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The DGT has confirmed that there will be a new driving licences in Spain, the B driving licence, that will arrive in 2024 and be for 16-year-olds. Those whose qualify for the new B1 licence will be able to use quadricycles and tricycles weighing up to 400 kg on public roads at a maximum speed of 90 km/h.

The category B licence is the normal qualification for car drivers, BE if it includes towing a trailer (there are other conditions attached to this), whereas the new B1 driver’s license will be a step prior to obtaining the B permit.

In Spain, it is an essential requirement to be of legal age to drive a motor vehicle, unless it is a moped. In other words, only those who have reached the age of 18 will be able to pass the practical part of the driving test (the theoretical part can be started six months after turning 18).

Driving with minors accompanied by an adult is also not allowed, as is the case in other countries such as the United States. In fact, allowing an unlicensed driver to be in control of a vehicle, even when accompanied, is not permitted. In the UK, for example, it is common practice for novice drivers to practice with an adult before taking their test. This is not allowed in Spain, only qualified driving instructors are allowed to accompany unlicensed drivers in this way.

Although we still have to wait a little longer for the full details of how this new category of driving licence in Spain will be implemented, with this confirmation, it opens up a new world of mobility for younger people in particular.

The B1 permit already exists in other European countries such as Portugal, Italy, France and the United Kingdom. When it becomes a reality in Spain, it will allow motor quadricycles to be driven with a maximum speed of more than 45 km/h, this category of vehicles (classified as L7e) includes some which are sometimes referred to as so-called microcars, although that description is incorrect, such as the Citroën AMI and the XEV Yoyo, which currently require a B permit.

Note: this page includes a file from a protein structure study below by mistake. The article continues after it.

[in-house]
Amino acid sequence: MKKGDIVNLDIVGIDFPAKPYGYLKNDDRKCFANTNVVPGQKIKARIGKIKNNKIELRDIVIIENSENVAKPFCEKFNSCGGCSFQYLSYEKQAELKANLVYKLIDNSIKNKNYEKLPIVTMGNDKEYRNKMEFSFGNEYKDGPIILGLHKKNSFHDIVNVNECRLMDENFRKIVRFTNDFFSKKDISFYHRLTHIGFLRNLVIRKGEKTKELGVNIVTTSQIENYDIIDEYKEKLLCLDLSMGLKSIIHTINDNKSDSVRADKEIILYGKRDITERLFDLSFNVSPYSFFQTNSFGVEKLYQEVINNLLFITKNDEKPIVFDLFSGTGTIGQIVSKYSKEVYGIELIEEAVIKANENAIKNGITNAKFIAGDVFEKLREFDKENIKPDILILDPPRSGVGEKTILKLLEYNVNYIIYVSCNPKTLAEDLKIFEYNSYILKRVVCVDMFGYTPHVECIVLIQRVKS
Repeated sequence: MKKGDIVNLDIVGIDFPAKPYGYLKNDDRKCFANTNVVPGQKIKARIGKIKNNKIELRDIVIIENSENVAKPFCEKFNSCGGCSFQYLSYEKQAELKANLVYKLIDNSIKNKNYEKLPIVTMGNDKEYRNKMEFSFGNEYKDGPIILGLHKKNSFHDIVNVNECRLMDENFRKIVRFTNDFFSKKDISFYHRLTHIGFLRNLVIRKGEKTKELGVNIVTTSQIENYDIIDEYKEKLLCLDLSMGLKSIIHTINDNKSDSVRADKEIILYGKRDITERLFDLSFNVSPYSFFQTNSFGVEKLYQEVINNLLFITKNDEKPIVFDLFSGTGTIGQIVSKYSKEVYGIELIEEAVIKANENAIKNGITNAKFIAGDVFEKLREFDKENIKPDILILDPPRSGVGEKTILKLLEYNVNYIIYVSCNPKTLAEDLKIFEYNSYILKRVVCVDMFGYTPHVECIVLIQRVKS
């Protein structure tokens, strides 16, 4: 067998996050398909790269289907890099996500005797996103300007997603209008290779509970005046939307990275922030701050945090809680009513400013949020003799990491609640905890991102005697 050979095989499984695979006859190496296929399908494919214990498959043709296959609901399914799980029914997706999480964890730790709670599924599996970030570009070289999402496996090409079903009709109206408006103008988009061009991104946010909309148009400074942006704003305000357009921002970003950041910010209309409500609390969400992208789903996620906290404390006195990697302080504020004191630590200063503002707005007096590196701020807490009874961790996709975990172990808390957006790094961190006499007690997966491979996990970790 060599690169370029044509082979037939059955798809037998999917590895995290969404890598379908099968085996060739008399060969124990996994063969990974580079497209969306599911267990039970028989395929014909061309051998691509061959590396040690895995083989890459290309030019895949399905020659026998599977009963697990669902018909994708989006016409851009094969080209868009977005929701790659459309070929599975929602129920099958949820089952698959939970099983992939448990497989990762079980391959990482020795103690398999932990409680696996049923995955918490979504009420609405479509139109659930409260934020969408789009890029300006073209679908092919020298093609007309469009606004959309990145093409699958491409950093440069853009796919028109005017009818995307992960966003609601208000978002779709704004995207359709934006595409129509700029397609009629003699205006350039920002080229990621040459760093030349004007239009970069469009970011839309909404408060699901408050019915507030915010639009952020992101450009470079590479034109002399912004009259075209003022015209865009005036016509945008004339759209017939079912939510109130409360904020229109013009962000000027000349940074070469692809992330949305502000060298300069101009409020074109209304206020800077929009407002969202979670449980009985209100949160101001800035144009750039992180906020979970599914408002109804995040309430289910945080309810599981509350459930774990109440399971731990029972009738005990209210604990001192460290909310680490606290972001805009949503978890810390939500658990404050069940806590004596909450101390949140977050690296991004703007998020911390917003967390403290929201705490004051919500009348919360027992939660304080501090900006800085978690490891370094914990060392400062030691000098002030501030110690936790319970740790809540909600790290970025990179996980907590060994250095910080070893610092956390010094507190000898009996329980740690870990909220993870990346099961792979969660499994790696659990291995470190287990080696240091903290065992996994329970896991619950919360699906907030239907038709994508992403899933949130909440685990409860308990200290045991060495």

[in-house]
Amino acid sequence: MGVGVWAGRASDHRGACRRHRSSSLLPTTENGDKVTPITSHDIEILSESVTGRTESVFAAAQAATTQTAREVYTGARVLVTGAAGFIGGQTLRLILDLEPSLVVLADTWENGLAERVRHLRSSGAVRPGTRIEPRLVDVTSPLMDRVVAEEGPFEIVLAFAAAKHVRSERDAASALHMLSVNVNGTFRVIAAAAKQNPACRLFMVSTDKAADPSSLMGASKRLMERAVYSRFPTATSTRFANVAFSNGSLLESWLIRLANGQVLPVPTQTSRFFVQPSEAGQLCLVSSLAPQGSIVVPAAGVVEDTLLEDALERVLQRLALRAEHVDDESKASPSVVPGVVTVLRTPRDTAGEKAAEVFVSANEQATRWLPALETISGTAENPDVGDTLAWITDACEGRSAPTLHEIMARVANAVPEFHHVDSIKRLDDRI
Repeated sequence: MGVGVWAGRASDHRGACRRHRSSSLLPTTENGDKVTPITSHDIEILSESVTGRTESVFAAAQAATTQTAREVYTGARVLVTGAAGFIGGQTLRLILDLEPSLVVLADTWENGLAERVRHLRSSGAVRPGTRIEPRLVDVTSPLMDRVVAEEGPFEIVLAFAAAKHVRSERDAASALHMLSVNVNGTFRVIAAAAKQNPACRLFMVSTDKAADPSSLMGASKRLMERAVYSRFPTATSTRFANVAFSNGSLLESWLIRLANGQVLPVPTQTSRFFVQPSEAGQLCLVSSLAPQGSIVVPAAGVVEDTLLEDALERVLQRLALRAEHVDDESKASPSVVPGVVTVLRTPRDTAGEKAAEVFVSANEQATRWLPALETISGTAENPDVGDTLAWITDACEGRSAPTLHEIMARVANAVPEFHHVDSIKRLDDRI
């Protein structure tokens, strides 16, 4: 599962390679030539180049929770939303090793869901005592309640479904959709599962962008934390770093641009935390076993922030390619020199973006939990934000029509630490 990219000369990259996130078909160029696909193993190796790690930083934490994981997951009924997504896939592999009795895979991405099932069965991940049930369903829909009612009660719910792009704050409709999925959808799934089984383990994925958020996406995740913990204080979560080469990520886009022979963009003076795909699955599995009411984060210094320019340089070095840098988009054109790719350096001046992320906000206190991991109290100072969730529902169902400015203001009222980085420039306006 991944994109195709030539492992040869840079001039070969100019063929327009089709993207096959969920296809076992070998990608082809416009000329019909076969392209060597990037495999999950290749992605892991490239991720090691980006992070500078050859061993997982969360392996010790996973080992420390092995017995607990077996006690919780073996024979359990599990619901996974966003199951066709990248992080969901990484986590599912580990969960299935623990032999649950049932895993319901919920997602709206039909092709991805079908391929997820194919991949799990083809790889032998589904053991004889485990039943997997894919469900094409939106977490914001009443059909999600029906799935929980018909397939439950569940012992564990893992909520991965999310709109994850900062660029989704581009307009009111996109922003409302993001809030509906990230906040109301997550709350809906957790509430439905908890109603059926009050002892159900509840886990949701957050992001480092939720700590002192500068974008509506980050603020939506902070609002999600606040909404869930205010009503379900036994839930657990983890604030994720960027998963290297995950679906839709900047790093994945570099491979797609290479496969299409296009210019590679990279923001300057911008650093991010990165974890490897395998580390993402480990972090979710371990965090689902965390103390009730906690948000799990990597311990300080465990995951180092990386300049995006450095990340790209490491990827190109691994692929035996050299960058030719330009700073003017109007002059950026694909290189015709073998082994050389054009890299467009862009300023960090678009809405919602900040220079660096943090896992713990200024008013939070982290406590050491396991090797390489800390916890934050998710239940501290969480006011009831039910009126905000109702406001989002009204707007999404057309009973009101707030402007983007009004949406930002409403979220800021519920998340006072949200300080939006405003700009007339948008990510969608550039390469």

L7e vehicles are mostly electric heavy-duty quadricycles. Although they look similar, they are not microcars, but have features similar to a conventional vehicle and their price can be around 15,000 euro (there is also a Government-funded subsidy plan available to contribute to the cost). They have a maximum weight of up to 400 kg, not including the battery, they cannot exceed 15 kW (20 CV) of power or exceed a maximum speed of 90 km/h. They are also vehicles with fewer components as they are electric and, since they do not make long journeys and are confined to urban spaces or residential areas, their maintenance is minimal.

In an interview, the general director of Traffic, Pere Navarro, has confirmed that it will be in 2024 when the B1 permit enters into force in Spain. “It will be after the closure of the new European driving licence directive in Brussels, but it will already be in 2024,” said Navarro.

Experts coincide in pointing out the convenience of the B1 permit that will allow electric mobility to be promoted because most of the quadricycles for sale are zero emissions. To this, Pere Navarro added at the time that those classified as L7 are a very suitable means of transport for rural areas where journeys are usually short.

Like any other driving licence, it will not be mandatory, but it is seen as a steppingstone that can have long-term benefits such as an improvement in road safety for those who do qualify.

For minors, driving an L7e category vehicle can serve as preparation before getting behind the wheel of a more powerful car. In addition, they are safer than motorcycles, bikes or scooters because they have a bodywork and more security systems.

In this sense, it is also important to remember that the Traffic and Road Safety Law establishes zero alcohol tolerance for minors, so that once the new licence is created, those who obtain it who are under 18 will not be able to consume even a sip of alcohol.

Thanks to this, young drivers will be able to use quadricycles and tricycles weighing up to 400 kg on public roads at a maximum speed of 90 km/h.

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